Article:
Thursday, March 24, 2011

Show Me The Money

Last Monday, I read a story in the Time-picayune that addressed the violent crime problem building in the St Roch district, just across St Claude Avenue from the Marigny. The title refers to an "explosion of violence", but those living in the area know this has been building up for quite some time. Of particular concern is the area at the Johnson Street end of St Roch park. This community park was created to provide some sort of outdoor recreational area for the local kids, and young adults. This particular area is now best known as both an open air drug market & the site where Terrance Dennis, just 19 years old, was gunned down, murdered right out in the open, by an assailant who chased him down a public street, firing at him with an assault rifle. While this sounds like something from an Arnold Schwarzenegger movie, it represents current living conditions in the St Roch; Living in Fear. On last nights news I listened & heard the City's plans for more traffic cameras, now that they've been approved for use (again), and that they can provide millions of dollars annually to the City of New Orleans, through fines for speeding, running red lights, school zone violations, etc. Personally, my one ticket for doing 28 in a 20 MPH school zone, clocked in at $110.00, and was a bit excessive by my standards. I was speeding, however, so I paid it and moved on. Slowly. And I wondered why so many of these were planned, when a single pair of pole top cameras in the St Roch park might save dozens of lives, and relieve an area of the city of the blight & violence associated with this drug market/turf war that so hinders life there... In my work travels yesterday, I twice encountered NOPD officers, 2 in one location and 3 or 4 in another, both times, just over a minor hilltop in the road, checking for brake tag violations or illegal license plates, perhaps the occasional seat belt violation. Again, I wondered why they would be doing this when murder waits, just a moment away, at the Johnson Street end of St Roch park. Couldn't a detail of two officers at a time simply monitor that end of St Roch Park, rather than hunt down brake tag violators? Today, I looked through the NOLA Alert Crime Blast emails, and there was a list of the many interactions the NOPD has had over the last week. I saw lists of traffic stops, minor arrests, many citations, etc. The latest Crime Maps from the 5th District came out in the usual way; a map of the week's crime, immediately followed by Today's New Map, so that anyone opening the most current email would see a clean slate of local harmony. Of course, this is bullshit. The Department of Justice report on the NOPD addresses these issues, directly; "We found NOPD’s emphasis on “activity,” defined as numbers of encounters such as stops, FICs, and arrests—at the expense of a more deliberate focus on problem-solving—to be an ingrained part of NOPD’s organizational culture." And furthermore; "The Department’s policies, training, and tactics support neither a community policing orientation, nor the ultimate goal of proactively addressing problems to reduce and prevent crime, rather than merely reacting to it. Within NOPD, the concept of community policing is poorly understood and implemented only superficially." The claim that crime is dropping in New Orleans, backed up by sheer numbers of stops & arrests reported, was addressed as well; "Officers throughout NOPD told us that pressure to make arrests and engage in sufficient “activity” to satisfy command staff and NOPD brass encourages aggressive enforcement of low-level infractions, and diverts attention and resources from quality arrests leading to significant convictions. Indeed, in 2009, NOPD made nearly 60,000 arrests, of which about 20,000 were of people with outstanding traffic or misdemeanor warrants from neighboring parishes for such infractions as unpaid tickets." So maybe you're starting to see the same pattern here that I am... Traffic cameras spit out tickets worth $110, at a minimum, and trust me, it's easier to pay it than it is to take a day off work, pay for parking, and sit in a courtroom for 6 or 7 hours, especially knowing that you'll likely pay it anyway. Crime cameras (besides the wretched history of corruption & fiscal abuse that goes along with them) require that someone actually pay attention. This means a trained & salaried person, watching, at least part of the time, to see what's going on. This costs money, and with little or no financial return. The same is true of the Brake Tag stops. Who wouldn't want to spend a sunny day outside, watching cars go by, talking with coworkers, catching a few easy citations, and maybe a warrant arrest or two? Meanwhile, sitting in a patrol car, waiting for the thugs to appear on all sides, or simply run down the street with an AK-47, must be less enticing. But that is, after all, police work. In general terms, I see an obvious pattern through which we, the Citizens of the City of New Orleans, are systematically watched for small detail infractions that result in giving money to the City of New Orleans, while an impoverished neighborhood, fighting it's way back to life by way of it's citizenry, mostly poor, black and/or musicians & artists, or all of the above, is left to deal with open air drug markets and murder in the street. So when I see pictures of Chief Serpas, sitting proudly on his Big White Horse, fresh from spouting statistics based on traffic stops, I think of those living in the St Roch, afraid to let their children play outdoors, in the neighborhood park their houses face, and I can't help it, the words just appear there in my psyche... Massah, on his big white horse, don't care for us folk down thisa way. Unless of course, that is, we can show him the money.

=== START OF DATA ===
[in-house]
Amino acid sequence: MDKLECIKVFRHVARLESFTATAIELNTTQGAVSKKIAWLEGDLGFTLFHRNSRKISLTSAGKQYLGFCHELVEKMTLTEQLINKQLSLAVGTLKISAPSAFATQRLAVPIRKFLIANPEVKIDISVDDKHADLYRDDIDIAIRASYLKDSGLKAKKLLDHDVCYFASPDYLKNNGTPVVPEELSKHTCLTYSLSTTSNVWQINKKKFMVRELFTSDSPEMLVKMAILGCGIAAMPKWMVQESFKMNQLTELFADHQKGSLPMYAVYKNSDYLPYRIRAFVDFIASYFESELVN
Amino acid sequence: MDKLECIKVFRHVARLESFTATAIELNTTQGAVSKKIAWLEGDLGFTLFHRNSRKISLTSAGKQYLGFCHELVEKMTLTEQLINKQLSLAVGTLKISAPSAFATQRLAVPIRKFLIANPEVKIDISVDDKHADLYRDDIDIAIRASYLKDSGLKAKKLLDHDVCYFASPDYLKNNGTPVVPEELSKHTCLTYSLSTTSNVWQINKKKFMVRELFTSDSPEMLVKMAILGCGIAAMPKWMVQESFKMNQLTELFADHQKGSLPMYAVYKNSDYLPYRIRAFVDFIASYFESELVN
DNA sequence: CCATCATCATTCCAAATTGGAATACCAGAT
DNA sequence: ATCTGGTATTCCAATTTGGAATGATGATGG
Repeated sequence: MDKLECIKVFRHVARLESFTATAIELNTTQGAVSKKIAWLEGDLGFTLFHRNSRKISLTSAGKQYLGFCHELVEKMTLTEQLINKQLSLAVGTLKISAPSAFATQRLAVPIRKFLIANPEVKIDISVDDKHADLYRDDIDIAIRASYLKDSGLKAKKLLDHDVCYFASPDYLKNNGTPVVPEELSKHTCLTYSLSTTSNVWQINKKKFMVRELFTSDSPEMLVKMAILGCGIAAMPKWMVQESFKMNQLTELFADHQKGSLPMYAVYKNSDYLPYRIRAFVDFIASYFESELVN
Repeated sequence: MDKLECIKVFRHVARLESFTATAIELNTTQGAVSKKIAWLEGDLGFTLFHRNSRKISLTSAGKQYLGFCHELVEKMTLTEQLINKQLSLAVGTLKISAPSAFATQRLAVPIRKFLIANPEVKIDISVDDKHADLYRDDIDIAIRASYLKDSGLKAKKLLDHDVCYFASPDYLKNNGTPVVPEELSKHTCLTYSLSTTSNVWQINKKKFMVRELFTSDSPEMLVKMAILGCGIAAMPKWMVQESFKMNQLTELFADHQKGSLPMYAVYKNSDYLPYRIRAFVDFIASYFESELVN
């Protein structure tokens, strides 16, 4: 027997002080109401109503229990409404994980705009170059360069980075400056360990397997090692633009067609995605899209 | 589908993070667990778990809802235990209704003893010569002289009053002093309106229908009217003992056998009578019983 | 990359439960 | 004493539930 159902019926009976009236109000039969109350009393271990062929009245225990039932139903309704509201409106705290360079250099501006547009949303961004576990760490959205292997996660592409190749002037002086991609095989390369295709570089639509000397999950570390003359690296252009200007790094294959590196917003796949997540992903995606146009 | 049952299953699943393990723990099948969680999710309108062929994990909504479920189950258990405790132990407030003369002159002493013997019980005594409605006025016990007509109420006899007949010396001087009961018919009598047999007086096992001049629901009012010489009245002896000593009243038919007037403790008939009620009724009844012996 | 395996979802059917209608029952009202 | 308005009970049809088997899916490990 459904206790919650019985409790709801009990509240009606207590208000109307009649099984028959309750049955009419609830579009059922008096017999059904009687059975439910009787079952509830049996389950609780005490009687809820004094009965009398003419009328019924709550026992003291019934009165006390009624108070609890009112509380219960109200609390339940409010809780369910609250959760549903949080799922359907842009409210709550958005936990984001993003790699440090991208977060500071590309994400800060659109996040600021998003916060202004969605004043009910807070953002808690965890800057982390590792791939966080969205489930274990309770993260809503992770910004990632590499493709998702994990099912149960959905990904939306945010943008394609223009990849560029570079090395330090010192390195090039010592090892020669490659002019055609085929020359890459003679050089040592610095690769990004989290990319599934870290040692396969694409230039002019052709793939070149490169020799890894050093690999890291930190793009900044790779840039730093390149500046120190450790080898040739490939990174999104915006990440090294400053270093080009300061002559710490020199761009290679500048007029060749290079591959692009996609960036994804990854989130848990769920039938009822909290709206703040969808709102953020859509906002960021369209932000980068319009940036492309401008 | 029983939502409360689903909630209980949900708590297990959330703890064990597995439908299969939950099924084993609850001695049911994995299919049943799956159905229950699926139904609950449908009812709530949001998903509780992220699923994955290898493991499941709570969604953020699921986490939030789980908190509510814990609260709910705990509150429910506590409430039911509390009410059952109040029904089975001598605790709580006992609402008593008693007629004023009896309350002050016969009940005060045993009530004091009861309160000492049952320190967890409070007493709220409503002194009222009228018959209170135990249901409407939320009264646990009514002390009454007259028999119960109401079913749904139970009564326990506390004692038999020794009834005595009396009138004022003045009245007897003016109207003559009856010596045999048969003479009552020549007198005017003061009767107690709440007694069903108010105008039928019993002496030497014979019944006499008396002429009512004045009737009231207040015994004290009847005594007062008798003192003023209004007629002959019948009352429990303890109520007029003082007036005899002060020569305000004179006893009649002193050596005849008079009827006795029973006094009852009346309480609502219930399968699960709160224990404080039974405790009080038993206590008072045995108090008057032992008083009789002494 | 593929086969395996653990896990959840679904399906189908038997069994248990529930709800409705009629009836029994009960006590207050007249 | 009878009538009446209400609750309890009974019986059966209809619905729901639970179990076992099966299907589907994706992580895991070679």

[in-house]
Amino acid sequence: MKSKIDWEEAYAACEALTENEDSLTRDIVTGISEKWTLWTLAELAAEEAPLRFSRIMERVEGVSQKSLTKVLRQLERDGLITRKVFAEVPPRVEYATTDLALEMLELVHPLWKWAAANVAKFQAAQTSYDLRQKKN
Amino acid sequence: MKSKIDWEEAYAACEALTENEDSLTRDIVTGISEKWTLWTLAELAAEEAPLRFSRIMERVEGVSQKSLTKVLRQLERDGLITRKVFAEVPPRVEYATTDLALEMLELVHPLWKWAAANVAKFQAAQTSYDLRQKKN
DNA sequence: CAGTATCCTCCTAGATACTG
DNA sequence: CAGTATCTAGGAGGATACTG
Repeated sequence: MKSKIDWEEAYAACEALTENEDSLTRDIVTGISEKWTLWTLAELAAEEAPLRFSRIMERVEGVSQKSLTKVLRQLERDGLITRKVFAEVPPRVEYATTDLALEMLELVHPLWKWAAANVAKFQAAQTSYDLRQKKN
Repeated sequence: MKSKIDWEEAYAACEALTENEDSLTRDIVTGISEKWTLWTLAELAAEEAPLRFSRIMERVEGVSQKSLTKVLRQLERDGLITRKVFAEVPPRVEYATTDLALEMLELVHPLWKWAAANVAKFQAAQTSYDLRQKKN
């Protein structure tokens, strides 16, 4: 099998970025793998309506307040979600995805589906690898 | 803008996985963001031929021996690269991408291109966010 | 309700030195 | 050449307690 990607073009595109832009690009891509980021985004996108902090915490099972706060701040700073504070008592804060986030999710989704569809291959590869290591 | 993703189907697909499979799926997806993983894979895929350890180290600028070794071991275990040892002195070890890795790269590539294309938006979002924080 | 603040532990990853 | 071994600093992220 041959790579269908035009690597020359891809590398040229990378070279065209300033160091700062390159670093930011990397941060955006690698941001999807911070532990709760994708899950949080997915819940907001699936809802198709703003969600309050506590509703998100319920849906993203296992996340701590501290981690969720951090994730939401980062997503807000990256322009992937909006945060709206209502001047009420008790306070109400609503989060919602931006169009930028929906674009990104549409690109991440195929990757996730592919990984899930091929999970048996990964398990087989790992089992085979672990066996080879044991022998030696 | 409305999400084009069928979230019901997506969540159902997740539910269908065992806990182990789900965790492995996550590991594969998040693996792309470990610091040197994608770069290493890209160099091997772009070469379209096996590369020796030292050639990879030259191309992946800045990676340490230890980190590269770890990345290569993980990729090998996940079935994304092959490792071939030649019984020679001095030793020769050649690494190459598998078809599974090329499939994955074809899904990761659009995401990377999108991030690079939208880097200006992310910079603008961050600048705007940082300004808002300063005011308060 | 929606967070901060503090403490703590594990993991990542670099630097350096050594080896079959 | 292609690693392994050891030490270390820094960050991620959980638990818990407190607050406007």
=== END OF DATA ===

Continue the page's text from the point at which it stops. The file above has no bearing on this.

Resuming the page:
Giuliana said...

I've expereienced what you describe, LD. Shortly after my return to New Orleans, after a 2 year abscence, I was caught in a "Brake Tag Dragnet", at the intersection of St Roch and S. Robertson. There were 4 patrol cars and 2 motorcycle cops station at all 4 sides of the intersection pulling people over. This was right after that family of seven had been brutally murdered in a house of Louisa Street. Go figure.

mardiclaw said...

we are going back to the crime that was part of the fabric of the st roch neighborhood, because they refuse to get out and walk the hood. the other HUGE problem with that park? is that it is a BLIGHTED property. the pool? is nothing more than a patch for weeds to grow in. Will Landrieu, who speaks of childrens summer programs, implement one in this park? prolly not... since its become a spot for drive by's, and more, but maybe, if the city actually addressed the blight, and the death of a park, and brought life back to it, maybe the crime would slow down a bit. but I'm not gonna hold my breath. I was at that crime meeting. the one where serpas wouldn't answer simple questions, and berated us with talk of other places in the city that work.
In the meantime? I'm watching the crime return to the notoriety it had pre katrina.